a tour of louis vuittons new bond street maison
The facade To create the vast new maison, Peter Marino entirely reworked the original store - also designed by him - and fused it with what was Donna Karan, next door. 'I had to destroy my own baby,' he says. The two spaces are united by white Portland stone, double height windows and Louis Vuitton's signature golden mesh cladding. Says Marino: 'I could barely touch the historic facade, so I knocked everything inside down instead...'
The entrance To enter the store, visitors step across a bridge, which separates the inner building from the facade. Below it is a glass staircase, illuminated by LEDs that will show constantly changing film and artistic animations. 'I've created a kind of "moat"', says the American designer. 'But it's a virtual one, not the kind that apparently costs vast sums to clean, like your MPs''. Asked if he sees a 'moat' as something quintessentially English, Marino replies, 'Didn't you all live in castles when you were kids?'
The Trunk installation Cross over the bridge and you come to an installation of vintage trunks suspended in the air. This is backed by a bronze mesh, whose pattern is based on the flowers of the monogram handbag, which wraps the entire store. 'It involved very difficult workmanship,' explains Marino. 'The Nottingham-based company that made it had to make thousands of samples to get it right, because it's about 30ft high and heavy as hell. The first one was like chainmail but in the end it came out light and scintillating. It filters the light and moves like a curtain'.
The trunk wall Beside the trunk installation, pieces from the new collection are displayed on a series of towering shelves
The high end area One of the many firsts that this store pioneers for the Louis Vuitton network is the placing of the most expensive pieces bang opposite the entrance. This store isn't scared of scaring customers away with its price tags. 'It's a bit experimental and risk-taking. But this is New Bond Street,' Marino exclaims. 'The theory is that the customer here is somewhat immune to the vagaries of the market.' The fine jewellery, watches and best bags are displayed in an intimate area, with lacquered wall panelling and partitions clad in dark woven copper, linen and wool. 'This was my way of responding architecturally to the gorgeous materials of the bags.'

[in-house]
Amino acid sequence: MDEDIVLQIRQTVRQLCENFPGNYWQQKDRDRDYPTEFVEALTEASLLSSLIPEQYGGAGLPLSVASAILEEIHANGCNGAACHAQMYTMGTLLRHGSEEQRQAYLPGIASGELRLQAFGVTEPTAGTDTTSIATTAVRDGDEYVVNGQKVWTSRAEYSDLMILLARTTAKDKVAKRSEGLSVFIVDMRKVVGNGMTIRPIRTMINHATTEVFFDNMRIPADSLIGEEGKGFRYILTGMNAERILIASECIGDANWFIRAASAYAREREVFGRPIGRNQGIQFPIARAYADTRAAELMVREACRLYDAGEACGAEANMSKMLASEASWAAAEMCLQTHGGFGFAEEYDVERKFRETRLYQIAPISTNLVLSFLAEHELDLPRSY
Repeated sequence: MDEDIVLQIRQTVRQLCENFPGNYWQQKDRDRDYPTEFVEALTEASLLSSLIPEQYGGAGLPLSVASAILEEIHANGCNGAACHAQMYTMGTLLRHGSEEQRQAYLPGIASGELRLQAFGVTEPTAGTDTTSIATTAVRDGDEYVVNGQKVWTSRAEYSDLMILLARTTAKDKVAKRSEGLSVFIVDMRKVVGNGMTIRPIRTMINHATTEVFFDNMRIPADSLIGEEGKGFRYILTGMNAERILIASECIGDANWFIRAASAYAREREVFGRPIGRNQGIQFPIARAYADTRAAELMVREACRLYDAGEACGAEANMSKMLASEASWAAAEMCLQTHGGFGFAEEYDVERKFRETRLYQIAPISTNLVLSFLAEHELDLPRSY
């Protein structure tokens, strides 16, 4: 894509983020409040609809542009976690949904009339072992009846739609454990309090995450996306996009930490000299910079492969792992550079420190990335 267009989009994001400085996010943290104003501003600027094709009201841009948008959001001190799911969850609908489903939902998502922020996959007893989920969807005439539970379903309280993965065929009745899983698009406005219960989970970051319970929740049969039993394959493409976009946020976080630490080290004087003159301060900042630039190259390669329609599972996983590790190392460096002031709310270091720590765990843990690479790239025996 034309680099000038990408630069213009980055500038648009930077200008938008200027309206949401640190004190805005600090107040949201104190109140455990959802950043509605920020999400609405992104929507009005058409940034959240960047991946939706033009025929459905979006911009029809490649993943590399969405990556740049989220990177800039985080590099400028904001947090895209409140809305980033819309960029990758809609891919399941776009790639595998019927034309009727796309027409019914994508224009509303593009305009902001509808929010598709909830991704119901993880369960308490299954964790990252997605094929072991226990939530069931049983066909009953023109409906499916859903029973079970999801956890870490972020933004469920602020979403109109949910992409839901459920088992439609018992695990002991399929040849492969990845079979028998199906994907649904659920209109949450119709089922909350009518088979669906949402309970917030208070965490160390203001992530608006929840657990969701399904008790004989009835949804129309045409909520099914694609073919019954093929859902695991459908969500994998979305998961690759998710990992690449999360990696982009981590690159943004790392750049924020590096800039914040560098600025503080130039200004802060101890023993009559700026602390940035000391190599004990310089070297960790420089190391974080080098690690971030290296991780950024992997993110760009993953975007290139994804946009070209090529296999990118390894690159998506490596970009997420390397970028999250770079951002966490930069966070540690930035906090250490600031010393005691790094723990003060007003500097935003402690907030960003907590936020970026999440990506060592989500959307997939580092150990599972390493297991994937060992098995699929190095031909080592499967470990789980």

The costume jewellery area 'I call this the "girls just want to have fun" part of the store, because everything is moving. It's really hilarious,' says Marino. The costume jewellery zone, to the far left of the store, marks the entrance to a room filled with moving bags and scarves. Two LV-branded planets orbit around ceiling inspired by Saturn's rings. On a plinth stands Kiki - a sculpture by long-time Vuitton collaborator, Takashi Murakami.
The bag bar Here, customers can sit on stools and pick their bags like they would a cocktail, from a back-lit, rotating display. 'When I was parading round all the other shops that are heavy on handbags I felt this lethal lack of energy,' explains the architect. 'I couldn't give the bags any artificial stimulation so I thought, let's get them moving.'
The scarves area Scarves are framed like works of art in a gallery - as part of a moving wall display or arranged flat in drawers like precious art prints.